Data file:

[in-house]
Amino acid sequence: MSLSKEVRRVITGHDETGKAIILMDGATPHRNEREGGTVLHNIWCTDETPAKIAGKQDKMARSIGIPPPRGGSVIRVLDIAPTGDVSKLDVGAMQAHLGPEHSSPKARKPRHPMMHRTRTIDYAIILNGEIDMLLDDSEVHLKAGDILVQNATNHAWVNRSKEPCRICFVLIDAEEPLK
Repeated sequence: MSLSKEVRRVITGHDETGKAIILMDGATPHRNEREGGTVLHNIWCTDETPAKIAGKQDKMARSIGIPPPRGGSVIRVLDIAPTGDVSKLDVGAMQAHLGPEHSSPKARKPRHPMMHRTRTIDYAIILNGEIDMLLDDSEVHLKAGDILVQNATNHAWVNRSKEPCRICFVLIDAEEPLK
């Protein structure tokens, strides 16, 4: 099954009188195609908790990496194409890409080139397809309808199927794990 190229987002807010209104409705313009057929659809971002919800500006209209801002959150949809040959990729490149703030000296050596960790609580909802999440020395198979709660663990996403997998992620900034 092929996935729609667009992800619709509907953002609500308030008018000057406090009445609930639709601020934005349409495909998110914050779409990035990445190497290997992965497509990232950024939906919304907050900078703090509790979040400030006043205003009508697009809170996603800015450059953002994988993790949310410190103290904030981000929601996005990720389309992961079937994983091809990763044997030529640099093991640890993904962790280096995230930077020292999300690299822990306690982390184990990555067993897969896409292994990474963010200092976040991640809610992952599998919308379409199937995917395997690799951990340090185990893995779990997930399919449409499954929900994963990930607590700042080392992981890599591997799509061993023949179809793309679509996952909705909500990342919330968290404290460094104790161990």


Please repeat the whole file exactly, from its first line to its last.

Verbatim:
[in-house]
Amino acid sequence: MSLSKEVRRVITGHDETGKAIILMDGATPHRNEREGGTVLHNIWCTDETPAKIAGKQDKMARSIGIPPPRGGSVIRVLDIAPTGDVSKLDVGAMQAHLGPEHSSPKARKPRHPMMHRTRTIDYAIILNGEIDMLLDDSEVHLKAGDILVQNATNHAWVNRSKEPCRICFVLIDAEEPLK
Repeated sequence: MSLSKEVRRVITGHDETGKAIILMDGATPHRNEREGGTVLHNIWCTDETPAKIAGKQDKMARSIGIPPPRGGSVIRVLDIAPTGDVSKLDVGAMQAHLGPEHSSPKARKPRHPMMHRTRTIDYAIILNGEIDMLLDDSEVHLKAGDILVQNATNHAWVNRSKEPCRICFVLIDAEEPLK
């Protein structure tokens, strides 16, 4: 099954009188195609908790990496194409890409080139397809309808199927794990 190229987002807010209104409705313009057929659809971002919800500006209209801002959150949809040959990729490149703030000296050596960790609580909802999440020395198979709660663990996403997998992620900034 092929996935729609667009992800619709509907953002609500308030008018000057406090009445609930639709601020934005349409495909998110914050779409990035990445190497290997992965497509990232950024939906919304907050900078703090509790979040400030006043205003009508697009809170996603800015450059953002994988993790949310410190103290904030981000929601996005990720389309992961079937994983091809990763044997030529640099093991640890993904962790280096995230930077020292999300690299822990306690982390184990990555067993897969896409292994990474963010200092976040991640809610992952599998919308379409199937995917395997690799951990340090185990893995779990997930399919449409499954929900994963990930607590700042080392992981890599591997799509061993023949179809793309679509996952909705909500990342919330968290404290460094104790161990």